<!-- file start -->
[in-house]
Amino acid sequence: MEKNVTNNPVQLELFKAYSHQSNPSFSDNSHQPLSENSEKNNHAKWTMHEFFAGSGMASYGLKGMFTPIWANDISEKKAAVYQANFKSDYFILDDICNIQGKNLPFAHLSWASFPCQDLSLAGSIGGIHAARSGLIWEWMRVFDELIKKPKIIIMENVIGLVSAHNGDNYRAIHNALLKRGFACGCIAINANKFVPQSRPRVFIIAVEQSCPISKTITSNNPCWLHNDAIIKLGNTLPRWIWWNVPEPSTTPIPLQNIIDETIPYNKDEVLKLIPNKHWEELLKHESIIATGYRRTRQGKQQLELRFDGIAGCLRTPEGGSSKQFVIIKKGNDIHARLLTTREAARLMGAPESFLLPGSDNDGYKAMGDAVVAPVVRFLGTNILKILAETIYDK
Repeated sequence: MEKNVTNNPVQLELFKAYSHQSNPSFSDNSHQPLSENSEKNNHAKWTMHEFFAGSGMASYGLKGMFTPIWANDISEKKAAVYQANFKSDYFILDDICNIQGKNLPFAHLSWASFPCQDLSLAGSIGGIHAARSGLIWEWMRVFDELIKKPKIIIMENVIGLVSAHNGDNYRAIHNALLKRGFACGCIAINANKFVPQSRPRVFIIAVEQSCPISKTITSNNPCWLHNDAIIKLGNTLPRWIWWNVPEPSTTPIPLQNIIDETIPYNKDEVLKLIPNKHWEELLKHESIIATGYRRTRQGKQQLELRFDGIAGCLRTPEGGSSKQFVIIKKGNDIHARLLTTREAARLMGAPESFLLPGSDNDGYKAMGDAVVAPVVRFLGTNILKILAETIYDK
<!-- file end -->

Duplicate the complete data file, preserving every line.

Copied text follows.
[in-house]
Amino acid sequence: MEKNVTNNPVQLELFKAYSHQSNPSFSDNSHQPLSENSEKNNHAKWTMHEFFAGSGMASYGLKGMFTPIWANDISEKKAAVYQANFKSDYFILDDICNIQGKNLPFAHLSWASFPCQDLSLAGSIGGIHAARSGLIWEWMRVFDELIKKPKIIIMENVIGLVSAHNGDNYRAIHNALLKRGFACGCIAINANKFVPQSRPRVFIIAVEQSCPISKTITSNNPCWLHNDAIIKLGNTLPRWIWWNVPEPSTTPIPLQNIIDETIPYNKDEVLKLIPNKHWEELLKHESIIATGYRRTRQGKQQLELRFDGIAGCLRTPEGGSSKQFVIIKKGNDIHARLLTTREAARLMGAPESFLLPGSDNDGYKAMGDAVVAPVVRFLGTNILKILAETIYDK
Repeated sequence: MEKNVTNNPVQLELFKAYSHQSNPSFSDNSHQPLSENSEKNNHAKWTMHEFFAGSGMASYGLKGMFTPIWANDISEKKAAVYQANFKSDYFILDDICNIQGKNLPFAHLSWASFPCQDLSLAGSIGGIHAARSGLIWEWMRVFDELIKKPKIIIMENVIGLVSAHNGDNYRAIHNALLKRGFACGCIAINANKFVPQSRPRVFIIAVEQSCPISKTITSNNPCWLHNDAIIKLGNTLPRWIWWNVPEPSTTPIPLQNIIDETIPYNKDEVLKLIPNKHWEELLKHESIIATGYRRTRQGKQQLELRFDGIAGCLRTPEGGSSKQFVIIKKGNDIHARLLTTREAARLMGAPESFLLPGSDNDGYKAMGDAVVAPVVRFLGTNILKILAETIYDK